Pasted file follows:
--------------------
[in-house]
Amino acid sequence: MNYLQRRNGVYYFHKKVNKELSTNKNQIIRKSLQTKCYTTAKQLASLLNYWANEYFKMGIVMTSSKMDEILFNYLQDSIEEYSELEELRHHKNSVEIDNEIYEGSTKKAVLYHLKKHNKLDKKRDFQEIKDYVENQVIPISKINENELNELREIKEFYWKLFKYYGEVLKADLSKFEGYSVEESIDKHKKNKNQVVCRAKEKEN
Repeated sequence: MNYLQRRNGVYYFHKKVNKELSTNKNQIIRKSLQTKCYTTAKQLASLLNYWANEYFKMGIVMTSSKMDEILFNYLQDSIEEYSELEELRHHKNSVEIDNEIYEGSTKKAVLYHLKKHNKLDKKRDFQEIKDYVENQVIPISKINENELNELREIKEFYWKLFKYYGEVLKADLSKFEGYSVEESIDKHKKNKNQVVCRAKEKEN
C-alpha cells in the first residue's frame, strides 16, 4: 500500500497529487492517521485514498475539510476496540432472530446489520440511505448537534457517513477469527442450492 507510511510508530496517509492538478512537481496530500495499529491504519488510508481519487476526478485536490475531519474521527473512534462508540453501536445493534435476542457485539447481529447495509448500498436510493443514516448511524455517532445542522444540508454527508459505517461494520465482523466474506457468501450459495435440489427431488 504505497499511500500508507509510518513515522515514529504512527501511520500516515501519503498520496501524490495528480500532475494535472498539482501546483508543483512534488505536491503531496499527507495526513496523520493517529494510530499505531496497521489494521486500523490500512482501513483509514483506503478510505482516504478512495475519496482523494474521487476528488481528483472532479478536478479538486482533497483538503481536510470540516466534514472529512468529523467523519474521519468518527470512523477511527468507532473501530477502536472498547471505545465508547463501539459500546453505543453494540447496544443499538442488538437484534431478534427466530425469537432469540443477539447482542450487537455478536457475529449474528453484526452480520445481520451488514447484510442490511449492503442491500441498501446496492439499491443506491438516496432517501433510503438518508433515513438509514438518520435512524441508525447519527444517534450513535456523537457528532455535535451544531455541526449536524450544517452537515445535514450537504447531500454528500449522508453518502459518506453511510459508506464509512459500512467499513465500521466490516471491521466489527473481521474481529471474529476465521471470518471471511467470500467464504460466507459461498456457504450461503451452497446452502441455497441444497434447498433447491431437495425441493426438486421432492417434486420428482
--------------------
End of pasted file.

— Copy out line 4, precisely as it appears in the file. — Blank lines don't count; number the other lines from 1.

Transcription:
C-alpha cells in the first residue's frame, strides 16, 4: 500500500497529487492517521485514498475539510476496540432472530446489520440511505448537534457517513477469527442450492 507510511510508530496517509492538478512537481496530500495499529491504519488510508481519487476526478485536490475531519474521527473512534462508540453501536445493534435476542457485539447481529447495509448500498436510493443514516448511524455517532445542522444540508454527508459505517461494520465482523466474506457468501450459495435440489427431488 504505497499511500500508507509510518513515522515514529504512527501511520500516515501519503498520496501524490495528480500532475494535472498539482501546483508543483512534488505536491503531496499527507495526513496523520493517529494510530499505531496497521489494521486500523490500512482501513483509514483506503478510505482516504478512495475519496482523494474521487476528488481528483472532479478536478479538486482533497483538503481536510470540516466534514472529512468529523467523519474521519468518527470512523477511527468507532473501530477502536472498547471505545465508547463501539459500546453505543453494540447496544443499538442488538437484534431478534427466530425469537432469540443477539447482542450487537455478536457475529449474528453484526452480520445481520451488514447484510442490511449492503442491500441498501446496492439499491443506491438516496432517501433510503438518508433515513438509514438518520435512524441508525447519527444517534450513535456523537457528532455535535451544531455541526449536524450544517452537515445535514450537504447531500454528500449522508453518502459518506453511510459508506464509512459500512467499513465500521466490516471491521466489527473481521474481529471474529476465521471470518471471511467470500467464504460466507459461498456457504450461503451452497446452502441455497441444497434447498433447491431437495425441493426438486421432492417434486420428482